This is part of an ongoing series…To read from the beginning, click here.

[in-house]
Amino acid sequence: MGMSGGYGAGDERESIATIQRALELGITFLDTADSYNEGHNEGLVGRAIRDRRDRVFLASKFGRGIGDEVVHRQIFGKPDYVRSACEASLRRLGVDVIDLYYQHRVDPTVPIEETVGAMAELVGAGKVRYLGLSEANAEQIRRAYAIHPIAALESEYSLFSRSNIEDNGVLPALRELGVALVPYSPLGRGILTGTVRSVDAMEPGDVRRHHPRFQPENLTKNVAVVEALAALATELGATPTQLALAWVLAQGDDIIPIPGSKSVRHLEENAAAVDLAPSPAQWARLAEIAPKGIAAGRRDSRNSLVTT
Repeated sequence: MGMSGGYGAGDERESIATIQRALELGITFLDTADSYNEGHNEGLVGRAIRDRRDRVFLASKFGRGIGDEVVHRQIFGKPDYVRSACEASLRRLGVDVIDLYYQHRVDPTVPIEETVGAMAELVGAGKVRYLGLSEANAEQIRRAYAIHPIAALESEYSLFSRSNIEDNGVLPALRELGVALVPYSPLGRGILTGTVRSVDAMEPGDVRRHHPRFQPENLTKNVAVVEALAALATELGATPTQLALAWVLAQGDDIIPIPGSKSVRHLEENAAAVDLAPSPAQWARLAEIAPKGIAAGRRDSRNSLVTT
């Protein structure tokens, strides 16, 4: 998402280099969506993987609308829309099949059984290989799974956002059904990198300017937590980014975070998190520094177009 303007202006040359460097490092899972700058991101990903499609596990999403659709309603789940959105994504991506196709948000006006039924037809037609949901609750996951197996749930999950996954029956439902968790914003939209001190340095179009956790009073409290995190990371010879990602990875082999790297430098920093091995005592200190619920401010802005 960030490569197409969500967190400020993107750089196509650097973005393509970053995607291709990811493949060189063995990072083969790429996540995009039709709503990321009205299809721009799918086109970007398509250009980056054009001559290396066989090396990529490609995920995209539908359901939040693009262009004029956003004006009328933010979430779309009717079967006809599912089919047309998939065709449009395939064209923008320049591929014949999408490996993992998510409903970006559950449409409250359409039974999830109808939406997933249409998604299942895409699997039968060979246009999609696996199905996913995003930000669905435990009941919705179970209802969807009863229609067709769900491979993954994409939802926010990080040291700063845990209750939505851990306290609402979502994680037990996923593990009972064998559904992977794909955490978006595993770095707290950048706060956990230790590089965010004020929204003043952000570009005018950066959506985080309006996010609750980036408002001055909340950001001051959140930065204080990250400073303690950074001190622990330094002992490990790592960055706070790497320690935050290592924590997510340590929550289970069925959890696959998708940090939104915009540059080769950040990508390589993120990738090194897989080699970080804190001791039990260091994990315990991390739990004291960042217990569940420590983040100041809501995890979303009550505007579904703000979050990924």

The country of Awesome was founded on a random night in 2001 by a bunch of drunken punk rockers when we decided the few acres of land we were occupying for Jackie’s grandparents had attained sovereignty. We didn’t always call it Awesome, but once we came up with the name, we realized it had been hidden in our collective unconscious since the day Jackie had moved onto the property and had been waiting for the right moment over another game of all-night dominoes to fully realize its namesake. The Crackhaus was our castle because our nation was an anarchical monarchy (I know, it makes no sense) and more importantly, a hedonistic commune for unshowered musicians. Like any other commune, we all took turns being kings and queens. Still, we let Jackie be president (again, I realize our political structure was perhaps faulty, at best) since, after all, her grandparent’s did own our sacred soil. Our revolution was fueled, like everything else in our lives at the time, by a dustbowl cloud of weed smoke and by a few cases of the freshest Lone Star Tallboys in town. They tasted so crisp because we purchased them every day at Cheri’s, and we even sold them out a couple of times a week so we were always drinking the brewery’s latest batch on the store’s next re-up. Cheri’s—just over our Southern border—was a drive-thru beer barn housed in the lot next door to our living quarters. It would become our supply depot. The living quarters, which housed quite a few different roommates, and different couch surfers, at different times, Jackie the only constant, was half-way in-between our castle and our supply depot. Over our northern border was an abandoned house that belonged to a pack of hell hounds. The owner—Satan’s bride reincarnated in the form of a redneck woman named Rose, with creepy slanted eyebrows—no longer lived there, but dropped by a few times a week to drop a few full bags of dog-food over the loosely constructed chain-link fence of what was once her backyard. The fence was the only barrier between us and an incestuous and blood-hungry pack of man’s least favorite friends from childhood who grew up to be scary gangsters and broke out of jail a couple of times a week to come visit. The beasts would travel through our Western pasture, once a five-acre plot of farmland, to terrorize the two dogs, three cats, two chickens, seven rabbits, and potbelly pig—Jackie’s pets and her homage to the farmhouse tradition of her family. The Eastern border was Shaver Street, a busy highway comprised of a bunch of used car lots and shitty ice houses. Basically, we were almost alone in the nether region between South Houston and Pasadena, in the asshole of Texas, where the oil refineries made the air smell like one of the farts I would let out after eating half of a greasy and correctly-priced Super Burrito California from Taqueria Arrandas (generally good for two meals on four bucks). Luckily, our one neighbor was an ally. Mitch, the mechanic, who lived in a trailer across the street, only requested of us that we be done “practicing” by 11p.m on weeknights. We followed just that one rule because we didn’t want him to turn on us and bring about any unwanted invasions from enemy forces, the South Houston police department. Mitch also asked that if we ever needed any car work done to come by and see him. He said he’d give us a good deal. Once, when he serviced my 1987 Maroon Buick Park Avenue, and told me to change my oil more often because my engine “sounded like two skeletons fucking in a trash can,” he didn’t realize he was giving me the perfect metaphor to describe what it sounded like inside of my head.